To determine whether droxidopa, an oral norepinephrine precursor, improves symptomatic neurogenic orthostatic hypotension (nOH).Methods:
Patients with symptomatic nOH due to Parkinson disease, multiple system atrophy, pure autonomic failure, or nondiabetic autonomic neuropathy underwent open-label droxidopa dose optimization (100–600 mg 3 times daily), followed, in responders, by 7-day washout and then a 7-day double-blind trial of droxidopa vs placebo. Outcome measures included patient self-ratings on the Orthostatic Hypotension Questionnaire (OHQ), a validated, nOH-specific tool that assesses symptom severity and symptom impact on daily activities.Results:
From randomization to endpoint (n = 162), improvement in mean OHQ composite score favored droxidopa over placebo by 0.90 units (p = 0.003). Improvement in OHQ symptom subscore favored droxidopa by 0.73 units (p = 0.010), with maximum change in “dizziness/lightheadedness.” Improvement in symptom-impact subscore favored droxidopa by 1.06 units (p = 0.003), with maximum change for “standing a long time.” Mean standing systolic blood pressure (BP) increased by 11.2 vs 3.9 mm Hg (p < 0.001), and mean supine systolic BP by 7.6 vs 0.8 mm Hg (p < 0.001). At endpoint, supine systolic BP >180 mm Hg was observed in 4.9% of droxidopa and 2.5% of placebo recipients. Adverse events reported in ≥3% of double-blind droxidopa recipients were headache (7.4%) and dizziness (3.7%). No patients discontinued double-blind treatment because of adverse events.Conclusions:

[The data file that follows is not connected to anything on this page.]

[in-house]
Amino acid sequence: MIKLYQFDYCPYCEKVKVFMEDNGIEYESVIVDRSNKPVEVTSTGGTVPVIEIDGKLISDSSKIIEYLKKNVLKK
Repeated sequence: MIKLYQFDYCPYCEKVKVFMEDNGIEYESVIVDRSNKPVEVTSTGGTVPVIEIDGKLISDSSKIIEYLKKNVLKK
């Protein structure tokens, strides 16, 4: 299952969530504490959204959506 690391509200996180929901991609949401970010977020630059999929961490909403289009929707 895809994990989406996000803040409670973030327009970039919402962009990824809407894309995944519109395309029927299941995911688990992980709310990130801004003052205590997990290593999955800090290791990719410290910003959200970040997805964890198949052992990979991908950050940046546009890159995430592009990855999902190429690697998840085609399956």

In patients with symptomatic nOH, droxidopa improved symptoms and symptom impact on daily activities, with an associated increase in standing systolic BP, and was generally well tolerated.Classification of evidence:
This study provides Class I evidence that in patients with symptomatic nOH who respond to open-label droxidopa, droxidopa improves subjective and objective manifestation of nOH at 7 days.